Jarry’s gun is inert. It does not belong to eternity. Jarry’s gun is not Jarry. It is a path to the memory of a dead writer (who will remain dead) and to Picasso’s memory of his friend (Jarry died in 1907, Picasso in 1973).

If Jarry’s gun still exists and if you could hold it in your hand it would be proof that Jarry (and also Picasso) did exist. It is an artefact or piece of evidence, like the dinosaur skeletons. And it can be difficult for those of us living in the present to believe the Past really happened. We need physical evidence; museums, galleries and archaeologies.

Jarry’s gun is like Coleridge’s Flower; an object that connects us to another world, in this instance Montmartre circa 1906-1910. Coleridge’s Flower is a meditation (unpublished in his lifetime) that reaches out to Heaven, Narnia and wonder.

“If a man could pass through Paradise in a dream, and have a flower presented to him as a pledge that his soul had really been there, and if he found that flower in his hand when he awoke – Ay! – and what then?”.

But most souvenirs, even if they function as evidence that you have been somewhere are ‘tasteless’ (says Wikipedia) and also kitsch. The word comes form the German ‘verkitschen’ meaning to make cheap and ‘kitschen’ to collect junk from the streets. Kitsch is the ‘commodification of the souvenir,” says Celeste Olalquiaga and ‘the souvenir the commodification of remembrance’.

There might be some who resist having their memories cast in ‘cheap’ plastic (and there is a reflex prejudice against plastic – Umberto Eco has written about the wonder and beauty of plastic).

St Mark’s in Venice is to be avoided, I was told on Boxing Day by a young postgraduate student of architecture, because it is tacky, a theme park. But if you walked away from the centre, my student friend advised, you will find strange, watery fields, real farmers, authentic experience.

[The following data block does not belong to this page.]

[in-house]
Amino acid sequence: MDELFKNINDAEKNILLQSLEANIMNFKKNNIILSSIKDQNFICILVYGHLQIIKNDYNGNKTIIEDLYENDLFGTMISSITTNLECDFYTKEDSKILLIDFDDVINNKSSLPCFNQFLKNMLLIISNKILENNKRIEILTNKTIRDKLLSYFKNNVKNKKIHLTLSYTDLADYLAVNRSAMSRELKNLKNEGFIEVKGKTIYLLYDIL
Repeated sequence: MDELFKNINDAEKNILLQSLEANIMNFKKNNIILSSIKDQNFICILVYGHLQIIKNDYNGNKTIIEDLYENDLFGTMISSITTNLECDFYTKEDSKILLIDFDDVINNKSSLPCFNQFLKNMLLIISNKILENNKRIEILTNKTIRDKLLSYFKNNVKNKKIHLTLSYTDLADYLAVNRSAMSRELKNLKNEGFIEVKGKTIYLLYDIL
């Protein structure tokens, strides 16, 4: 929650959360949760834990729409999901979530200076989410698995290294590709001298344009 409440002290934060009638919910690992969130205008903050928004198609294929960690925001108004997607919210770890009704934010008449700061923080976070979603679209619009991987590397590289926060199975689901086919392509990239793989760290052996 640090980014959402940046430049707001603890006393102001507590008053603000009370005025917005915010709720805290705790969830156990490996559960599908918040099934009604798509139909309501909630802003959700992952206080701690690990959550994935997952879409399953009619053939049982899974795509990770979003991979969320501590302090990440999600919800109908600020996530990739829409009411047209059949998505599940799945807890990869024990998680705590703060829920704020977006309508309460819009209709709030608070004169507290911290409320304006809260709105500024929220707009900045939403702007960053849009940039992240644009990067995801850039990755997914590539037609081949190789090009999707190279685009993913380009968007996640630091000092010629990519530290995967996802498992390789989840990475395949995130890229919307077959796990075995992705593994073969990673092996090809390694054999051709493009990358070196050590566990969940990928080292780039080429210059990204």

This longing for the ‘authentic’ might traumatise an otherwise restful holiday. And there is an appalling egotism in the tourists’ refusal to accept his or her role. But this is a consoling delusion because (for some of us) commodified leisure and memory are harder to stomach than commodified transport or education.

There is an image Gavin Turk has exhibited of a discarded paper cup bearing the image of Stonehenge. And Stonehenge (says Wikipedia) is ‘one of the most famous prehistoric sites in the world’. I suppose you could say its the country’s oldest and most ‘magnificent’ art work.

Gavin may be having a go at English Heritage, who produced the cup because there might be some leakage, some diminution of value heading back from the cup to the ‘magnificent’ original.

But then again both the cup and Gavin’s image are perfectly adequate pictures of Stonehenge. And they are calm images. There is no anxiety about authenticity or form.

When I started this story I wanted to rail against spoons from Ramsgate and a Tower of London snow-dome; now I find myself warming to these objects; they are without angst and they are useless.

Celeste Olalquiaga, The Artificial Kingdom: A Treasury Of The Kitsch Experience (Bloomsbury, 1999)
Patrick J Geray, Furta Sacra, Thefts of Relics in the Central Middle Ages (Princeton University Press, 1991)
Roland Penrose, Picasso (Granada, 1981)
Calvin Tomkins, Duchamp: a biotgraphy (H.Holt. 1996)